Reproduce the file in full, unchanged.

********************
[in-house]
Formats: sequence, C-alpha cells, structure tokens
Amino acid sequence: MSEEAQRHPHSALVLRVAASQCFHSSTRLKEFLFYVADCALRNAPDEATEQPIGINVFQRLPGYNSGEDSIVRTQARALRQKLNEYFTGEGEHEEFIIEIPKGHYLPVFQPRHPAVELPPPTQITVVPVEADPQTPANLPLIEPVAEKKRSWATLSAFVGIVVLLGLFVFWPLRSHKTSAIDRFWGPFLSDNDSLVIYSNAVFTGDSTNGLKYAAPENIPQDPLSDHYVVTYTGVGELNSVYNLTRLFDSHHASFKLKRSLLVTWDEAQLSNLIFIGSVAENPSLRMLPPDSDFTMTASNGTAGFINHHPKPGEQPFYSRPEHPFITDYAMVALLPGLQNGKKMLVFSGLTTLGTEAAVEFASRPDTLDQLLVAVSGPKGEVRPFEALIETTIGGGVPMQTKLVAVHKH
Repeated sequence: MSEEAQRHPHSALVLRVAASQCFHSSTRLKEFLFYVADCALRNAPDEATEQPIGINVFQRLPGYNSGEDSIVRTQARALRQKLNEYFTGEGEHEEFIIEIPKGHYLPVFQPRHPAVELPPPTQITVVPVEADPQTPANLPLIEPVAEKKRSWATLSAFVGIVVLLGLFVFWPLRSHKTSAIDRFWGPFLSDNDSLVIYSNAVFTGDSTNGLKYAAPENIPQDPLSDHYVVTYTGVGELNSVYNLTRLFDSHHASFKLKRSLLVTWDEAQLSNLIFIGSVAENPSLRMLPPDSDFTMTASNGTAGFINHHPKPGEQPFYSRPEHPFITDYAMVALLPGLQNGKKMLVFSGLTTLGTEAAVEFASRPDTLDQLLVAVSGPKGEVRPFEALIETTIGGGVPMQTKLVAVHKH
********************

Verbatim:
[in-house]
Formats: sequence, C-alpha cells, structure tokens
Amino acid sequence: MSEEAQRHPHSALVLRVAASQCFHSSTRLKEFLFYVADCALRNAPDEATEQPIGINVFQRLPGYNSGEDSIVRTQARALRQKLNEYFTGEGEHEEFIIEIPKGHYLPVFQPRHPAVELPPPTQITVVPVEADPQTPANLPLIEPVAEKKRSWATLSAFVGIVVLLGLFVFWPLRSHKTSAIDRFWGPFLSDNDSLVIYSNAVFTGDSTNGLKYAAPENIPQDPLSDHYVVTYTGVGELNSVYNLTRLFDSHHASFKLKRSLLVTWDEAQLSNLIFIGSVAENPSLRMLPPDSDFTMTASNGTAGFINHHPKPGEQPFYSRPEHPFITDYAMVALLPGLQNGKKMLVFSGLTTLGTEAAVEFASRPDTLDQLLVAVSGPKGEVRPFEALIETTIGGGVPMQTKLVAVHKH
Repeated sequence: MSEEAQRHPHSALVLRVAASQCFHSSTRLKEFLFYVADCALRNAPDEATEQPIGINVFQRLPGYNSGEDSIVRTQARALRQKLNEYFTGEGEHEEFIIEIPKGHYLPVFQPRHPAVELPPPTQITVVPVEADPQTPANLPLIEPVAEKKRSWATLSAFVGIVVLLGLFVFWPLRSHKTSAIDRFWGPFLSDNDSLVIYSNAVFTGDSTNGLKYAAPENIPQDPLSDHYVVTYTGVGELNSVYNLTRLFDSHHASFKLKRSLLVTWDEAQLSNLIFIGSVAENPSLRMLPPDSDFTMTASNGTAGFINHHPKPGEQPFYSRPEHPFITDYAMVALLPGLQNGKKMLVFSGLTTLGTEAAVEFASRPDTLDQLLVAVSGPKGEVRPFEALIETTIGGGVPMQTKLVAVHKH